The proposed Kew Gardens parking garage could be the first in New York City to be certified for its sustainability.
Project architects revealed the goal of achieving Parksmart-certified status to the Queens Borough Board at its May 10 meeting. Parksmart is the world’s only certification program that defines, measures and recognizes high-performing, sustainable garages. Only two buildings in the state have been awarded the certification, both of which are in Ithaca.
“In terms of sustainability, the project is targeting a lead certification — actually a lead gold standard — mainly focused upon energy use, rainwater harvesting and the material selection for the building,” Scott Demel of Marvel, the project architects, reported Monday evening. “We believe for the parking garage itself, in terms of electrical use, it may approach net zero.”
Charging stations for electric vehicles are also included in the plans for the 600-space parking garage. Developers also said there is a capacity to include space for scooters and other vehicles as the project advances.
The project also includes plans for a community facility that would be “independent” from the garage both visually and structurally, Demel said. The space will have its own presence that will be complimented by the area’s trees and Borough Hall’s three stories.
The parking garage and community space will lie adjacent to the new borough jail, one of the five smaller city jails meant to replace Rikers Island. Construction on the jail is set to begin in 2023, which coincides with construction completion on the parking garage.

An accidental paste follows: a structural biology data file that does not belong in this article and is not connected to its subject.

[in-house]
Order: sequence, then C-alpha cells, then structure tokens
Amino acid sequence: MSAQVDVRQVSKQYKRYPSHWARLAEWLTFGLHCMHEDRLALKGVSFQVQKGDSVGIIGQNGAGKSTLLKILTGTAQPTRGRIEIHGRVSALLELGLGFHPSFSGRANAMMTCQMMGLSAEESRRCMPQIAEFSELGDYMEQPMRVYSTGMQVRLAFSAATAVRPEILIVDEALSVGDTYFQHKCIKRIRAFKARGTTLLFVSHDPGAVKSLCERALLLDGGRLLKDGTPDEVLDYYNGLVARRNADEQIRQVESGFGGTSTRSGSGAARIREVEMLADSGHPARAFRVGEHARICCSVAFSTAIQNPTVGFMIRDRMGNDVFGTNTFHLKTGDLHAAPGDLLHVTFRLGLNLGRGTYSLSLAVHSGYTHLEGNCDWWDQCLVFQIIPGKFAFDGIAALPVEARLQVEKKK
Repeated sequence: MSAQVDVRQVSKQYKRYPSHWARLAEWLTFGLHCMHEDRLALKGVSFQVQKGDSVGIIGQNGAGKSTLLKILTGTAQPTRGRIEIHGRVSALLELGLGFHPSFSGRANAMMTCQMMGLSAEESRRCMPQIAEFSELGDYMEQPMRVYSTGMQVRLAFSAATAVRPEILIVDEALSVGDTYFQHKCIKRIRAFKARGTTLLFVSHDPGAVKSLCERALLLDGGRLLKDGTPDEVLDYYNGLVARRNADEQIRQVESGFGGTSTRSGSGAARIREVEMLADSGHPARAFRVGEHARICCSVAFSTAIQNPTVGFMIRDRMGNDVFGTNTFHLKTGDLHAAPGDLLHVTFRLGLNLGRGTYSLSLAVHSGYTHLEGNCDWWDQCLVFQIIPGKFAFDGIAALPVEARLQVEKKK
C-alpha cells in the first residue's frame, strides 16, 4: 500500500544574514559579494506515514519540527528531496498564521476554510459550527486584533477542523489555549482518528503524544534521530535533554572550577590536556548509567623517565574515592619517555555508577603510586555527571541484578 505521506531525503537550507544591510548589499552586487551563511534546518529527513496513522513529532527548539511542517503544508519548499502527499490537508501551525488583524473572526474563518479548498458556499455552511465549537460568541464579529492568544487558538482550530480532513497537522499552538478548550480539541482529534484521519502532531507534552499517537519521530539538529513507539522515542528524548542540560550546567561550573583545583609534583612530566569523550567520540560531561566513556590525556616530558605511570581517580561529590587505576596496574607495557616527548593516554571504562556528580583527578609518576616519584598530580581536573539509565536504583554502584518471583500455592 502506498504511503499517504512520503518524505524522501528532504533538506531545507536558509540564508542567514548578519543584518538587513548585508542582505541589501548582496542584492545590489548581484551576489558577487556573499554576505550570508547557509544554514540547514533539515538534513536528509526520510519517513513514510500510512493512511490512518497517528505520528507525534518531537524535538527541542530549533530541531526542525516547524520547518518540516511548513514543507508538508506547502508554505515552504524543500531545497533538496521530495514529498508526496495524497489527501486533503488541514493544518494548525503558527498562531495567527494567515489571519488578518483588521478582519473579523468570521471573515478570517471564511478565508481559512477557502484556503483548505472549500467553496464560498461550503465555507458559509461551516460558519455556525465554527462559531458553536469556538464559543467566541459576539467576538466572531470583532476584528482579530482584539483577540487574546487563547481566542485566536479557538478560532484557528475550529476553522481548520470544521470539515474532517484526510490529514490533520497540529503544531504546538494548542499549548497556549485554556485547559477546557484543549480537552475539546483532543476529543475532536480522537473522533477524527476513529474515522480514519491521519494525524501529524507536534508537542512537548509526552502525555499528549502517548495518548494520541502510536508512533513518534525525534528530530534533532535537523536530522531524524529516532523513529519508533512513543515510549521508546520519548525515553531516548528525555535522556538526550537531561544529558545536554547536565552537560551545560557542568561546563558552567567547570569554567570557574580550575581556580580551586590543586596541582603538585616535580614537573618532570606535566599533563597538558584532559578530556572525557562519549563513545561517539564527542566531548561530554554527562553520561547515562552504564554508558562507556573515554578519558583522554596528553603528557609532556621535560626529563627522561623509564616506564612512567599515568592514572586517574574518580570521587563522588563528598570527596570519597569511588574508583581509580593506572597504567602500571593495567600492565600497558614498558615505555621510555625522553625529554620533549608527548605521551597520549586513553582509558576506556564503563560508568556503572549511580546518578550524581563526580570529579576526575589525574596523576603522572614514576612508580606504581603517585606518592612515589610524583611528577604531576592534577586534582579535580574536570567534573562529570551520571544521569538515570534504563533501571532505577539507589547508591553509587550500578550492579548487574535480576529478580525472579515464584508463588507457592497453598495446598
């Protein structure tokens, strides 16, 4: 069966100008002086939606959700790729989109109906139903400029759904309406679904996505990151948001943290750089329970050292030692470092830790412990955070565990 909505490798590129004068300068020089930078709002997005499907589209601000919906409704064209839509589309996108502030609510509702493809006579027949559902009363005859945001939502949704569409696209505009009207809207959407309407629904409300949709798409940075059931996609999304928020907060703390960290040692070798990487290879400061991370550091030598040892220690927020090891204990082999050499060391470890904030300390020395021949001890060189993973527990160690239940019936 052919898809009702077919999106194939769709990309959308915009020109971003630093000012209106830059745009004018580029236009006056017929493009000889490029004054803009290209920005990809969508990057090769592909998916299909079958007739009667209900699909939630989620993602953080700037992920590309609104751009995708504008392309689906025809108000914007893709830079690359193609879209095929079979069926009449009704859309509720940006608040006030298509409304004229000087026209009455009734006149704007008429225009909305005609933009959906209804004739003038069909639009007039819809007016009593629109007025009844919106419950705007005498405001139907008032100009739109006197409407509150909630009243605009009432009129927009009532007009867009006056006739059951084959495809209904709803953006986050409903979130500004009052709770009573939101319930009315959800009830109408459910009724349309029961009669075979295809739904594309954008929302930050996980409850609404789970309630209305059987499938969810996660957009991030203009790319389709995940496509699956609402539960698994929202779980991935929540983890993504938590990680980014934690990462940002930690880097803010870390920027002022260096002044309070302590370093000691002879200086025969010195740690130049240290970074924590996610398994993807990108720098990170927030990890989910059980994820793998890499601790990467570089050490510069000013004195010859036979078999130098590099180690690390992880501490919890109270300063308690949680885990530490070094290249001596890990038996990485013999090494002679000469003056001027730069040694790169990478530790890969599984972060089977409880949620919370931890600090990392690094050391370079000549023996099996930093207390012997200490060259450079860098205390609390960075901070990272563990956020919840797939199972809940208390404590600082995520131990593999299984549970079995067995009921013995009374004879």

Right now, the city Department of Design and Construction is crafting a temporary parking lot of 140 spaces that the public can use until the new garage is up and running.
“We put up some fencing, we separated the current parking lot into two. That will continue throughout May. That’s ongoing,” said Jeffrey Margolies, DDC’s intergovernmental and community affairs executive director. “We expect excavation for the garage once the temporary parking lot is set up. That’ll start this summer, followed by steel erection in the fall and construction will continue until the first quarter of 2023.”
City Councilmember Karen Koslowitz (D-Forest Hills) raised concern that the temporary parking lot, which Margolies said was open for public use, was not actually available. A constituent called her office earlier that day and complained she had to find street parking in the surrounding neighborhood.
“We don’t want this. We don’t want cars going into the communities to look for parking spots,” she said.
Margolies and Demel admitted only one — the 82nd street entrance — of the two access points were available. The second egress is closed off because of construction.
Queens Borough President Donovan Richards requested the developers post adequate signage to clue drivers in on parking spots. He also requested they include updates regularly in the form of newsletters. The request for increased community communication quelled Koslowitz ’s worries.
“I don’t want headaches with this. I’ve had enough headaches with this project since day one and I don’t want anymore,” she said.